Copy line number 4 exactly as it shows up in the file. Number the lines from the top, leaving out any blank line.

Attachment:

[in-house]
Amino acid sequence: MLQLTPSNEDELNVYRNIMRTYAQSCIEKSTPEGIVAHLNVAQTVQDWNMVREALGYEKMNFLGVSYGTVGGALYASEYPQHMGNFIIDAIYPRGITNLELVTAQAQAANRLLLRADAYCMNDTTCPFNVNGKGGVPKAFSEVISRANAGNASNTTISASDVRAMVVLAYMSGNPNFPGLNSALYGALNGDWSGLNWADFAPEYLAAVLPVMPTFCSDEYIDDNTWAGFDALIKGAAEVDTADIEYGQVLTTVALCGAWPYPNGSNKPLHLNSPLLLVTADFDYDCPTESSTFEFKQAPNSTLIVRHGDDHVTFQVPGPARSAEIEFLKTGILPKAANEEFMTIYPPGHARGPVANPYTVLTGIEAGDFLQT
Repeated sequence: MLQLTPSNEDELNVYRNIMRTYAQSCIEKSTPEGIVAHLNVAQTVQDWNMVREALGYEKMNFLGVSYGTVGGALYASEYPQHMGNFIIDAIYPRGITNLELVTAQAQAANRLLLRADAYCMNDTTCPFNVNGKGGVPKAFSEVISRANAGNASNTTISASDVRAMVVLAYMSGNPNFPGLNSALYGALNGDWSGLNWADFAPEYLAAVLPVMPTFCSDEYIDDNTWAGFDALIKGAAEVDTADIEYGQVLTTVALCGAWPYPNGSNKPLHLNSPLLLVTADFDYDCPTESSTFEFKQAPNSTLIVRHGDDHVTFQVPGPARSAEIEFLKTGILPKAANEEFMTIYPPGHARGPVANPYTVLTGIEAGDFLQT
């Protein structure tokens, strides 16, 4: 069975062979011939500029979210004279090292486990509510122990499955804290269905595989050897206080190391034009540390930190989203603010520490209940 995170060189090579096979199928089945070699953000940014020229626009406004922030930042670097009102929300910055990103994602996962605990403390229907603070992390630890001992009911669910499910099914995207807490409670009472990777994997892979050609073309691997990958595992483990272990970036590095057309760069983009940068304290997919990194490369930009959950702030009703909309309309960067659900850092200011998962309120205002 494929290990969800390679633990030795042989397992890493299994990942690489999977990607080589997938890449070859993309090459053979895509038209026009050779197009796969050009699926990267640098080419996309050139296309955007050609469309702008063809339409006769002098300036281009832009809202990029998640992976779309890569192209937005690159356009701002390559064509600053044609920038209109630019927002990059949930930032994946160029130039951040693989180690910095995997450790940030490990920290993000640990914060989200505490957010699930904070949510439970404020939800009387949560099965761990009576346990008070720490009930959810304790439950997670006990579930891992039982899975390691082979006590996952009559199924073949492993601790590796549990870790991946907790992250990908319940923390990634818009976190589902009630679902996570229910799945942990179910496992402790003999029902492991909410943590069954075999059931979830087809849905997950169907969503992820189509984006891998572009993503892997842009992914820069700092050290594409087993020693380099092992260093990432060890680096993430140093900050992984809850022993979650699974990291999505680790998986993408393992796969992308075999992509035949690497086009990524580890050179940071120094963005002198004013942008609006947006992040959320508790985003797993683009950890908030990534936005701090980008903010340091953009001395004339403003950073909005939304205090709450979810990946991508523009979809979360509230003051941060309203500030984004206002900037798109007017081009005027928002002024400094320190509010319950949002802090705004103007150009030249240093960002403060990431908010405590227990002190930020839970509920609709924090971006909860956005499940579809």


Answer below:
């Protein structure tokens, strides 16, 4: 069975062979011939500029979210004279090292486990509510122990499955804290269905595989050897206080190391034009540390930190989203603010520490209940 995170060189090579096979199928089945070699953000940014020229626009406004922030930042670097009102929300910055990103994602996962605990403390229907603070992390630890001992009911669910499910099914995207807490409670009472990777994997892979050609073309691997990958595992483990272990970036590095057309760069983009940068304290997919990194490369930009959950702030009703909309309309960067659900850092200011998962309120205002 494929290990969800390679633990030795042989397992890493299994990942690489999977990607080589997938890449070859993309090459053979895509038209026009050779197009796969050009699926990267640098080419996309050139296309955007050609469309702008063809339409006769002098300036281009832009809202990029998640992976779309890569192209937005690159356009701002390559064509600053044609920038209109630019927002990059949930930032994946160029130039951040693989180690910095995997450790940030490990920290993000640990914060989200505490957010699930904070949510439970404020939800009387949560099965761990009576346990008070720490009930959810304790439950997670006990579930891992039982899975390691082979006590996952009559199924073949492993601790590796549990870790991946907790992250990908319940923390990634818009976190589902009630679902996570229910799945942990179910496992402790003999029902492991909410943590069954075999059931979830087809849905997950169907969503992820189509984006891998572009993503892997842009992914820069700092050290594409087993020693380099092992260093990432060890680096993430140093900050992984809850022993979650699974990291999505680790998986993408393992796969992308075999992509035949690497086009990524580890050179940071120094963005002198004013942008609006947006992040959320508790985003797993683009950890908030990534936005701090980008903010340091953009001395004339403003950073909005939304205090709450979810990946991508523009979809979360509230003051941060309203500030984004206002900037798109007017081009005027928002002024400094320190509010319950949002802090705004103007150009030249240093960002403060990431908010405590227990002190930020839970509920609709924090971006909860956005499940579809």